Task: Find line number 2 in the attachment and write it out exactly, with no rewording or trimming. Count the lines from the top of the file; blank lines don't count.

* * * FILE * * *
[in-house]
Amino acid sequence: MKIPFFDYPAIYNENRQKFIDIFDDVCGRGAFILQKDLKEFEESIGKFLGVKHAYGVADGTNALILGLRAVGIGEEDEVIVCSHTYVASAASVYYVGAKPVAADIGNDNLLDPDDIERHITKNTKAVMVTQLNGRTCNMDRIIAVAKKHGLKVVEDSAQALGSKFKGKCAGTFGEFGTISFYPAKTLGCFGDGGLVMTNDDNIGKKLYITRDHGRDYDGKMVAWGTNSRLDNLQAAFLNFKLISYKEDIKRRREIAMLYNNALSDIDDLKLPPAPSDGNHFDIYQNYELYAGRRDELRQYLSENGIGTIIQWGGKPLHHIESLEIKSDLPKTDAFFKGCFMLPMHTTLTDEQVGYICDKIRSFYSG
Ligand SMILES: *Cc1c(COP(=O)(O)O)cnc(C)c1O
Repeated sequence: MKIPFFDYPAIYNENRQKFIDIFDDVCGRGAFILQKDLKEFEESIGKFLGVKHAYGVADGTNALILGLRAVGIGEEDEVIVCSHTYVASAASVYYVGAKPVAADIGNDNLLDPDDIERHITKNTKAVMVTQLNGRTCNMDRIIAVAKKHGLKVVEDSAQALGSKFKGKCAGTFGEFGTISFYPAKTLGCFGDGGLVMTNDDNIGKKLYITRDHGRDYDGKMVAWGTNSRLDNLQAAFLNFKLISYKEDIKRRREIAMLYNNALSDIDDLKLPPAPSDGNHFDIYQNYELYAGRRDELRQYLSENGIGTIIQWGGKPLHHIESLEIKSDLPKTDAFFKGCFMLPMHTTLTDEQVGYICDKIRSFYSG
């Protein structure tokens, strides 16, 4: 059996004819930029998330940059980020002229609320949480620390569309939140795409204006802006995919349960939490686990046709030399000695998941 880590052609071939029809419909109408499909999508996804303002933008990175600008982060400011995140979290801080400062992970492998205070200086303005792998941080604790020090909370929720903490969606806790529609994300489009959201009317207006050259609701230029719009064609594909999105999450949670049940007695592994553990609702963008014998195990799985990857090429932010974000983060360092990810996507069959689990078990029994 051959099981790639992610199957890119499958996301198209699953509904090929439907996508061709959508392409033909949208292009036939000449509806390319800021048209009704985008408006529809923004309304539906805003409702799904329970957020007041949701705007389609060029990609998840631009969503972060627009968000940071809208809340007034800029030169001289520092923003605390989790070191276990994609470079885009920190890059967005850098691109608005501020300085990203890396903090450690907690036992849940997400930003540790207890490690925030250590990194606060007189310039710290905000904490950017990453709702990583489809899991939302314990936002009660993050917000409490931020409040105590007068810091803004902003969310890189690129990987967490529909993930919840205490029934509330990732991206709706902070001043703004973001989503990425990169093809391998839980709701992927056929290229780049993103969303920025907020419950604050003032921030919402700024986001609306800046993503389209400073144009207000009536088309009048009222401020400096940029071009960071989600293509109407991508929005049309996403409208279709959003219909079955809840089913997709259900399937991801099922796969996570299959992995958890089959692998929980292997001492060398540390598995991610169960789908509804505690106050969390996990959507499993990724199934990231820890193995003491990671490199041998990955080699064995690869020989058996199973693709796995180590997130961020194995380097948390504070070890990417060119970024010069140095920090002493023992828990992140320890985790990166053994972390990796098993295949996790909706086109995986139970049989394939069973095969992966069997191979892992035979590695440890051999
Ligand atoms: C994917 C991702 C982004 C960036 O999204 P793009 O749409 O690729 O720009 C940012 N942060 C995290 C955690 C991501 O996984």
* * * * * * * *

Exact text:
Amino acid sequence: MKIPFFDYPAIYNENRQKFIDIFDDVCGRGAFILQKDLKEFEESIGKFLGVKHAYGVADGTNALILGLRAVGIGEEDEVIVCSHTYVASAASVYYVGAKPVAADIGNDNLLDPDDIERHITKNTKAVMVTQLNGRTCNMDRIIAVAKKHGLKVVEDSAQALGSKFKGKCAGTFGEFGTISFYPAKTLGCFGDGGLVMTNDDNIGKKLYITRDHGRDYDGKMVAWGTNSRLDNLQAAFLNFKLISYKEDIKRRREIAMLYNNALSDIDDLKLPPAPSDGNHFDIYQNYELYAGRRDELRQYLSENGIGTIIQWGGKPLHHIESLEIKSDLPKTDAFFKGCFMLPMHTTLTDEQVGYICDKIRSFYSG